Frank Stastny, a ninety-seven-year-old who had been a private first class in the 339th Ordnance Depot Company, vividly remembered the events of his first German air raid on New Year’s Eve 1942 in Casablanca, Morocco. There was so much gunfire that the American soldiers could see their shadows, but Frank couldn’t desert his post as a guard to take refuge in an air raid shelter. He recalled seeing fire and smoke coming from the tail of a German plane and watching it spiral down into the sea.

Charles Mazoch vividly reminisced about spending 119 days on the island of Luzon in the Philippines where his unit traded shells with the enemy every day. The Americans had been pulled off the front line for a rest in mid-August 1945 when they received the good news that the war had ended. On the day Charles arrived home in November 1945, he accompanied his sisters to a dance down the road. Later that evening, he marveled at how little the world had changed for his family while he had been fighting for his life in the jungle half a world away. He gave thanks to God that they had been spared.

A technical sergeant in the Third Army, Eugene Hollas recollected not only the hand-to-hand combat in battles during his wartime service in France and Germany but the noise, the destruction and the stench of dead men and rotting livestock. As the Americans pushed toward Germany in battle after battle, Eugene was wounded three times and awarded three Purple Heart medals. A lesson he learned from firsthand experience is how much abuse a human body can withstand. Eugene will never be sure whether he was just lucky to come home or if a guardian angel was looking out for him.

When he was drafted, Johnny Kobersky was forced to sell the cattle and poultry on the family farm, as well as find somewhere for his invalid widowed, adoptive mother to live. When Johnny was inducted in 1942, he left behind his eighteen-year-old wife of five days, Hazel, with her family. Johnny was assigned to the operation of a howitzer gun that fired shells measuring five inches in diameter. It was a very accurate but deafening piece of equipment that he frequently blasted as the Army’s 84th Infantry Division moved across France, Holland and Germany.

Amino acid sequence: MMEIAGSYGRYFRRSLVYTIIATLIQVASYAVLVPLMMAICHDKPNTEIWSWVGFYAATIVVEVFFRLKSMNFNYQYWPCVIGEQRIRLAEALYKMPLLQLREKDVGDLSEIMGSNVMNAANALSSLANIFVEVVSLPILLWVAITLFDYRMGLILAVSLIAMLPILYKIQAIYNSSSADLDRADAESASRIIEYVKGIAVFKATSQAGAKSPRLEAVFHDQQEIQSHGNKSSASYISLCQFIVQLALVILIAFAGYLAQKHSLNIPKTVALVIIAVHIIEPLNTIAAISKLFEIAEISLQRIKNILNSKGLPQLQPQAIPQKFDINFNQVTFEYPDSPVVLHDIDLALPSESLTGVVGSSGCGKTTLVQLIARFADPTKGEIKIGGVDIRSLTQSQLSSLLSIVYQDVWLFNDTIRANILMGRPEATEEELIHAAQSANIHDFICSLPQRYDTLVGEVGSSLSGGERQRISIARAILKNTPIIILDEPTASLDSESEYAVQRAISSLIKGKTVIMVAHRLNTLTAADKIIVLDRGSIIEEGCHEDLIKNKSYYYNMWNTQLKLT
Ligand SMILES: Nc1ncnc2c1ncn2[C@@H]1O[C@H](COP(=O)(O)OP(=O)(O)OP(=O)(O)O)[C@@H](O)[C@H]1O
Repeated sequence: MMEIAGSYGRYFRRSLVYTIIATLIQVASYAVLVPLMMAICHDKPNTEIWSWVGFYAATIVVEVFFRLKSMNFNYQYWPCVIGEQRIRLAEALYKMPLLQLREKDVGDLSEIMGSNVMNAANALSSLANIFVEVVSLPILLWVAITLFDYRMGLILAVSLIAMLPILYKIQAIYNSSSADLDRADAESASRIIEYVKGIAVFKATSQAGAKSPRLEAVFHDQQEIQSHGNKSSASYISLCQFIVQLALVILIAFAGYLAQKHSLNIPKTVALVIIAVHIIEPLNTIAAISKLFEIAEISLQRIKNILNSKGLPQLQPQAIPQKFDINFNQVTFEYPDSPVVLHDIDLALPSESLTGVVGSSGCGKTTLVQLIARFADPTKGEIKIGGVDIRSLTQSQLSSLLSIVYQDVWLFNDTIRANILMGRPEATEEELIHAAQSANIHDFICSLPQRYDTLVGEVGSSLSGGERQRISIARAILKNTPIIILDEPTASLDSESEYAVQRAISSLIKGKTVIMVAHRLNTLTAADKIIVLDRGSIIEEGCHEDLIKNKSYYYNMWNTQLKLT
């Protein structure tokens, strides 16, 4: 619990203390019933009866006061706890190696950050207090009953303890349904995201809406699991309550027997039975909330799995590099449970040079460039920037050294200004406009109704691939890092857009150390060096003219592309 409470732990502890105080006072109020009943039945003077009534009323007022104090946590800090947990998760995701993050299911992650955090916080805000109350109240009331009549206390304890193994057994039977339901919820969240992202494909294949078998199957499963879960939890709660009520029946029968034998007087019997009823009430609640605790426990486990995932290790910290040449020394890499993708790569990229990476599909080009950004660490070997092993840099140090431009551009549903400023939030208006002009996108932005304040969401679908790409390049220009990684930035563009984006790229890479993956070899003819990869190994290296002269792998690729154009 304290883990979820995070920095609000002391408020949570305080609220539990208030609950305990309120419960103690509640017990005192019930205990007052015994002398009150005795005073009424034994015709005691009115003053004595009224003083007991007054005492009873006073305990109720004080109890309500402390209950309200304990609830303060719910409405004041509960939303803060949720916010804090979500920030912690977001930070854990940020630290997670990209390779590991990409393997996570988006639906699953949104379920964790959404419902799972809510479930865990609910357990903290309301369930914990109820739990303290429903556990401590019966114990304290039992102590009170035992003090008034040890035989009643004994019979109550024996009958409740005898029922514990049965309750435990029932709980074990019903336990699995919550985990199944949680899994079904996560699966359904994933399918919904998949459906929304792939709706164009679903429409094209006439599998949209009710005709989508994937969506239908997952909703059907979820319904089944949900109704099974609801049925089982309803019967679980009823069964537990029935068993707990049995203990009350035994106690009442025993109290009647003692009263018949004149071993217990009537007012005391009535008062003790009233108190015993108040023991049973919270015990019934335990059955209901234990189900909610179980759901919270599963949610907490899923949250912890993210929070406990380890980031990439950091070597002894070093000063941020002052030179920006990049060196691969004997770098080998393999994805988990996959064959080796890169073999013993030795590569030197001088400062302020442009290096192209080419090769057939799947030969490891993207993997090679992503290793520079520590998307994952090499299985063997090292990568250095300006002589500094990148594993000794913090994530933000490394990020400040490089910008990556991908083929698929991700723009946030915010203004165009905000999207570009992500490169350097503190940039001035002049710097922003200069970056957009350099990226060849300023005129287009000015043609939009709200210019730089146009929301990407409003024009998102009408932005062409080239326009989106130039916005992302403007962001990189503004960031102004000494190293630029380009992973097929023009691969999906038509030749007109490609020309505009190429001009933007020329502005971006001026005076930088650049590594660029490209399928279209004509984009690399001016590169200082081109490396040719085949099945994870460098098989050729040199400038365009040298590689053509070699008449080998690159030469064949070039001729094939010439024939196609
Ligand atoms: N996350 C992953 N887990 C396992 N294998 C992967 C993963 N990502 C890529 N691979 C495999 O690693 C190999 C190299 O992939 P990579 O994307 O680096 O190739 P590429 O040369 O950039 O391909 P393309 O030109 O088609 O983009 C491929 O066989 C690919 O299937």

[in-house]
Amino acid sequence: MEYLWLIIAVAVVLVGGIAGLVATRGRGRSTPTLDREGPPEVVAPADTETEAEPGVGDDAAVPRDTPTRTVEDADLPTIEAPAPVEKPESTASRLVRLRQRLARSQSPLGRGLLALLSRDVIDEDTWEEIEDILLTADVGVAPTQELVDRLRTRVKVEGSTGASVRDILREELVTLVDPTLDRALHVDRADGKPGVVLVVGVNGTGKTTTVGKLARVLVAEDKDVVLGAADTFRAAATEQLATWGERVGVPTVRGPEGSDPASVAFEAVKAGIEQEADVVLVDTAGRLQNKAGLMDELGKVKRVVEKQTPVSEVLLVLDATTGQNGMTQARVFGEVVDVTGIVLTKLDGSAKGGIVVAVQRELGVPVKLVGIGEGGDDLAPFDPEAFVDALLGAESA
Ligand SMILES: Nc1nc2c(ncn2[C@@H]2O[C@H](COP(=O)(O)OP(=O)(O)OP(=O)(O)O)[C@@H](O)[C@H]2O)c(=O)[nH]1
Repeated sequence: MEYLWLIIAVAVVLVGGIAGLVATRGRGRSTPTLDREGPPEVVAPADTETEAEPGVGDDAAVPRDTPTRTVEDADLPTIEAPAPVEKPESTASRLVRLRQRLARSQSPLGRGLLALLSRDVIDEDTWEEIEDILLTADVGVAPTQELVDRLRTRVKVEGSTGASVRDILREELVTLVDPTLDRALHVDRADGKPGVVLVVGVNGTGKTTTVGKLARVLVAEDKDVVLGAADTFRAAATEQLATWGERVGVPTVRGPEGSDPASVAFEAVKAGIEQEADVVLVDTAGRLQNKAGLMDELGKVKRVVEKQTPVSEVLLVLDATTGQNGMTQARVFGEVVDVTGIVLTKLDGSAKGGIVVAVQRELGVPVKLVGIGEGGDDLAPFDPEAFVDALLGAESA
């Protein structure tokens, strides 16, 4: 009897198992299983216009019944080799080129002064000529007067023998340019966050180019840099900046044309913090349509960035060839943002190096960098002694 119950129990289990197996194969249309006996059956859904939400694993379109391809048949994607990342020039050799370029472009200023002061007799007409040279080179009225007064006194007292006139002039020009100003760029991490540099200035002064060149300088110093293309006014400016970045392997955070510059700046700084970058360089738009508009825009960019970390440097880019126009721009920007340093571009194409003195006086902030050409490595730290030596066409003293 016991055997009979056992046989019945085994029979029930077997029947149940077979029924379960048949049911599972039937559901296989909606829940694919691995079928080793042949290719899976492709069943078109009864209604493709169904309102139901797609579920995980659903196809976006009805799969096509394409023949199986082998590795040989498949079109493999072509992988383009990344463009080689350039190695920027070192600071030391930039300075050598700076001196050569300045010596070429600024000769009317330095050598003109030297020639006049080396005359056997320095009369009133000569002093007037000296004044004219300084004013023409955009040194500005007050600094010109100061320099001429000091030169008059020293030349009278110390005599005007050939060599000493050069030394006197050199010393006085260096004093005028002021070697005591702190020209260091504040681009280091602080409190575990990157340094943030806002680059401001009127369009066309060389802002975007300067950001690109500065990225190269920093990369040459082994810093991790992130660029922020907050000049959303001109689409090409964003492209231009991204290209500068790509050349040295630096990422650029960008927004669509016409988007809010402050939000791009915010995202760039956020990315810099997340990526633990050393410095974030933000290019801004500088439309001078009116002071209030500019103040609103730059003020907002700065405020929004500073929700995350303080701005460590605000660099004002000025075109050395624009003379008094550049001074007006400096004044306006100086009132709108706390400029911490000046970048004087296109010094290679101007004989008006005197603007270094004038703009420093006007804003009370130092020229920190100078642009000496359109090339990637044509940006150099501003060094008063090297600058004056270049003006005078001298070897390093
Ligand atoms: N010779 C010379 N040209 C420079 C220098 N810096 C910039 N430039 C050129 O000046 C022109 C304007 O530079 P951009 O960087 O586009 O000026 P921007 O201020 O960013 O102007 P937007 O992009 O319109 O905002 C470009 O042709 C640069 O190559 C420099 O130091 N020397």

*  *  *

These veterans — and others I listened to — were articulate, yet humble. Several shed a few tears as they talked, but talk they did. Some stories were poignant. Others were upsetting. Still others were amusing. The bottom line was that each man still believed in the freedom that his country had called upon him to defend. It was a privilege to spend time with them and save their stories, which otherwise might have been lost.

Charlie’s wish to see his buddies’ war stories in print came to fruition when “Veterans’ Voices” was published in The Fayette County Record. The special newspaper section featured forty World War II veterans and more than 100 photos, as well as clever, nostalgic advertising purchased by area businesses and organizations.

The community reacted with unbridled excitement. Overnight, the World War II veterans were regarded as heroes, although they scoffed at the description. Their phones rang, they received countless hugs and handshakes and notes arrived in the mail as family members, friends and neighbors — and even strangers — thanked them for their service.

“It was fascinating to learn what each of these small-town boys did in World War II that has produced such a tremendous legacy for our country,” said Erin Wied, who has known some of the veterans all her life. “By finally sharing their war stories, they always will be remembered.”

For a veteran of any war, there is no greater honor.

~Elaine Thomas